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Franz SCHUBERT (1797-1828)
Klavierstück D. 946 No. 2 [12:46]
Impromptu D. 899 No. 3 [4:09]
Klavierstück D. 946 No. 1 [14:47]
Impromptu D. 899 No. 4 [6:14]
Moment musical D. 780 No. 2 [7:15]
Impromptu D. 935 No. 4 [6:10]
Wanderer Fantasy in C, D. 760 [21:37]
Jura Margulis (piano con sordino)
rec. details not provided with eClassical download
OEHMS CLASSICS OC435 [73:01]

Jura Margulis’ Schubert recital is exciting because we don’t often get to review a new musical instrument. That is what Margulis built for this album. The idea: fortepianos in the time of Beethoven and Schubert had a strong mute (“sordino”) pedal, so why not add one to a modern grand piano? The typical concert grand today has a mute that’s next to useless. You might disagree if you haven’t heard a Conrad Graf piano from the 1830s, the muted version of which sounds like a totally different instrument. Margulis correctly says, in the booklet, that the sordino on historical keyboards is “beautiful, sonorous, and delicate”, and “pianos in the early 19th century … whispered much softer.”

Rather than exploit this capability with truly great recordings on original instruments, like Penelope Crawford, Alexei Lubimov (Schubert impromptus), and Andreas Staier have done, Margulis was inspired to build a modern piano with such a pedal. He worked with the piano-makers at Steingraeber (“Mr. Steingraeber” is described at work in the booklet), and produced a model which mutes as effectively as any in the 1800s, but otherwise is totally modern in sound.

This album is the first recording of the new piano. It is, mostly, a fine instrument. The mute is wonderfully effective. I am especially keen on the delicate way it renders bass notes. When mute is off, some of the treble notes are glassy and over-bright, but this may be how the audio was recorded in the studio; the problem is most obvious on D. 935 No. 4. Margulis, also, is a quality Schubert interpreter, and there is no way I can complain about his pacing, virtuosity or the way he characterizes each work. The impromptus are marvellous. The Wanderer Fantasy is bold, confident, and notable for Margulis’s flawless choices on when to use — and when not to use — the sordino pedal.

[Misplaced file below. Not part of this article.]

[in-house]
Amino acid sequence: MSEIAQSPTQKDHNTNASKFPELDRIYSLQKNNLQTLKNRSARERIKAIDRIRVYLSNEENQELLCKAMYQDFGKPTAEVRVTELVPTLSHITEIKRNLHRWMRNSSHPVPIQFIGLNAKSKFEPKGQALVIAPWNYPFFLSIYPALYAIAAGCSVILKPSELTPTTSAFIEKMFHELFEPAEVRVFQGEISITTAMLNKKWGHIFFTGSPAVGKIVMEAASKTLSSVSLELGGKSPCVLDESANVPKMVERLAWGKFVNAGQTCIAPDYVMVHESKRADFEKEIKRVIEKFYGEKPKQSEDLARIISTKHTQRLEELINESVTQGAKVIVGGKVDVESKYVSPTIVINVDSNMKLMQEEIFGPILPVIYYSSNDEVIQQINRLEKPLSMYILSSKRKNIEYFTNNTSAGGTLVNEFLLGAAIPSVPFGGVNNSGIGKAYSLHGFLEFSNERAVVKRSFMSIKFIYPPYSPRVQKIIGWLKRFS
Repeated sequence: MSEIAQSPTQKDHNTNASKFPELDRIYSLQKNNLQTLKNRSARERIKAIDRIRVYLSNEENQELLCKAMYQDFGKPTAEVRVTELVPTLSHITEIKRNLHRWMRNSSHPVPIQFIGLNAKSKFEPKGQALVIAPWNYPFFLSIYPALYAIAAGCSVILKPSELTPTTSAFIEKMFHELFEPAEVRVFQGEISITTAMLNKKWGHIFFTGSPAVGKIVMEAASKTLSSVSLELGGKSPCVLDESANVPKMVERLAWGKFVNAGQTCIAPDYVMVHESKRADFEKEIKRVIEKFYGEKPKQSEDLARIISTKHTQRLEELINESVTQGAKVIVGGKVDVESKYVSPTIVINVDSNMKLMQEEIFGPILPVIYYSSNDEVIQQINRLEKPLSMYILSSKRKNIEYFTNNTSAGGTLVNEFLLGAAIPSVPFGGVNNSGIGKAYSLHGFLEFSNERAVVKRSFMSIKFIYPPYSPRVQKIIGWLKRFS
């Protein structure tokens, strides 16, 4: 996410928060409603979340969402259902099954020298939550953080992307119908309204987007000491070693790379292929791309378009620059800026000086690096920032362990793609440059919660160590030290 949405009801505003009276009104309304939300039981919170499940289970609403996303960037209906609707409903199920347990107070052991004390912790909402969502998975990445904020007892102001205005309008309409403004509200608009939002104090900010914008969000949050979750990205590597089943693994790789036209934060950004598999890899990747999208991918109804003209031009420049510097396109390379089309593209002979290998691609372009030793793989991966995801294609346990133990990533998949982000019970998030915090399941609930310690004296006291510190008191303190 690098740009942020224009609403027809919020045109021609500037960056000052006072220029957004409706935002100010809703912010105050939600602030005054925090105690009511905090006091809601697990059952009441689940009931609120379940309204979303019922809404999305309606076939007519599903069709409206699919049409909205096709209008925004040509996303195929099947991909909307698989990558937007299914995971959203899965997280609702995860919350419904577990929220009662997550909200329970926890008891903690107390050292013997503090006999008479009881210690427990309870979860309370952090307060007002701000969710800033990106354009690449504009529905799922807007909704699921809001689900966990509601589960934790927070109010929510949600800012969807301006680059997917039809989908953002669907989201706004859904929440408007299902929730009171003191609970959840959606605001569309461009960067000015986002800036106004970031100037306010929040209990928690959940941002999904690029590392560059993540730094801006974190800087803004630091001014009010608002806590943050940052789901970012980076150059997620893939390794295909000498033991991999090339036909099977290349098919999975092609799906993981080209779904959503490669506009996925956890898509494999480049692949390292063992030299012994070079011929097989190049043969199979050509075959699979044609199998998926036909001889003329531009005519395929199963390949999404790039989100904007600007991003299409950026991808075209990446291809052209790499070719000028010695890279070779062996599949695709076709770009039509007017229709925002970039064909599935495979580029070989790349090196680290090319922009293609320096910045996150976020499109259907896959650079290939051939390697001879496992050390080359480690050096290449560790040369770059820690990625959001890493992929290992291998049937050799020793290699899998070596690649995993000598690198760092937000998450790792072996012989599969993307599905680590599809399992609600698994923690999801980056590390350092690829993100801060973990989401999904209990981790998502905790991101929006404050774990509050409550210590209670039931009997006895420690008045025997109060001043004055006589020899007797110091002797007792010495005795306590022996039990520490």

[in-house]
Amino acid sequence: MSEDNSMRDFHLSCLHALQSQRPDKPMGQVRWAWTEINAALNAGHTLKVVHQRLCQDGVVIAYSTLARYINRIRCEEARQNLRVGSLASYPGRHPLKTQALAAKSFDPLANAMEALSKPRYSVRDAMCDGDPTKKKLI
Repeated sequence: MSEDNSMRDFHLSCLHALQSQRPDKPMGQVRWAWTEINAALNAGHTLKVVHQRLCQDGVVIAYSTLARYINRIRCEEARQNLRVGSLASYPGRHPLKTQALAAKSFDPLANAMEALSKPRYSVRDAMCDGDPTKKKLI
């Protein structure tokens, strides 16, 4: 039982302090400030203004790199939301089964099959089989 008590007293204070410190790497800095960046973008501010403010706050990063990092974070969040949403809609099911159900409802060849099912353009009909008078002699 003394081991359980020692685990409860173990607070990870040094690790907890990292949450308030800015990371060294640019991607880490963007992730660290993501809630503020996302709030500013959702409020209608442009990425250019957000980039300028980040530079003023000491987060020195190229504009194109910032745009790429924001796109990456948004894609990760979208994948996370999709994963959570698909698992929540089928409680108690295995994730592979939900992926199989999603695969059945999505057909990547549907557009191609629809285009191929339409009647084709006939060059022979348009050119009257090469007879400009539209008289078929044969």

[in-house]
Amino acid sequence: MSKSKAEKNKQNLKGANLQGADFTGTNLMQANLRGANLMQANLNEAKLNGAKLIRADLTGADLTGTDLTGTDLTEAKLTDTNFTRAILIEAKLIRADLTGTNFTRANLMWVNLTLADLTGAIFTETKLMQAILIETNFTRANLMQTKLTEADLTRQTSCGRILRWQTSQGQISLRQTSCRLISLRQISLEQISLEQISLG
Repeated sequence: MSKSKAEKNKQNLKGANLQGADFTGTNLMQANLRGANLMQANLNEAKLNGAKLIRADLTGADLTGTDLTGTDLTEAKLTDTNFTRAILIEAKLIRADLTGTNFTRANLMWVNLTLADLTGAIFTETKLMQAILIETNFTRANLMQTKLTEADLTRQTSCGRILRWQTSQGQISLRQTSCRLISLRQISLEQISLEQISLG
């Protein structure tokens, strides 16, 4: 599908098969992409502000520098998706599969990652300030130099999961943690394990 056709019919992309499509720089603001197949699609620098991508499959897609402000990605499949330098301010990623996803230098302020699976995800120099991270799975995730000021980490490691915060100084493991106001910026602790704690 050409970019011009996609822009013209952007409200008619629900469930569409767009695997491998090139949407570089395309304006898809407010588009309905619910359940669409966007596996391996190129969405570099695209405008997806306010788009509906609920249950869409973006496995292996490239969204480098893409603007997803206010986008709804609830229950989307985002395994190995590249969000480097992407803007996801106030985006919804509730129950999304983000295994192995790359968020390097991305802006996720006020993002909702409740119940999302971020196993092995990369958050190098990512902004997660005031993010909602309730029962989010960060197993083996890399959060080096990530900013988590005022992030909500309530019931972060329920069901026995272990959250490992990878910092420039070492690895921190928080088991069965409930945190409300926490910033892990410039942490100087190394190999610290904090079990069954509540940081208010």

This experiment is only half-successful, for a number of reasons. First, it’s not always clear when the sordino pedal is in effect, because Margulis is not always a big fan of dynamic contrast. He’s commanding in the Wanderer, but the second Klavierstück is almost all quiet, so your ears strive to hear “is that quieter than before?” Then comes the Impromptu D. 899 No. 2, in which I’m pretty sure he never uses the new pedal at all.

If you want to hear a sordino pedal in magical action, listen to the way Penelope Crawford plays the final Beethoven piano sonata. Certain variations of the arietta — often described with words like “alien” — beg for the pedal, and once you hear how that great work sounds on an 1830s instrument, even a Steinway pales in comparison. Crawford uses the sordino pedal sparingly but powerfully; when I hear it, my breath catches. My favourite sordino performance ever, however, is Alexei Lubimov’s 2010 Zig-Zag recording of Schubert, and specifically the famous G-flat impromptu, voiced with an exquisite tenderness that makes a modern piano sound like a clumsy interloper.

Sometimes Margulis’s usage of his special pedal is obvious, like at 10:39, 12:51 and 13:30 in the Klavierstück D. 946 No. 1. Here we run into the second problem: the effect is just not as dramatic on a modern piano. His booklet essay amply justifies his desire to have the sordino pedal; it never justifies, not once, his desire to have a new instrument. To my mind, Graf’s 1830s instruments were simply better, and better for Schubert.

With that caveat in mind, if you disagree with me and prefer today’s concert grands, then listen to this album and your ears will open. This pedal opens a range of expression which has long been closed to artists. I hope it becomes standard, because it solves a problem. The Margulis sordino pedal is a major improvement on current grand pianos. It’s just not an improvement on the fortepianos of the 1830s. The originals are still the best.

Brian Reinhart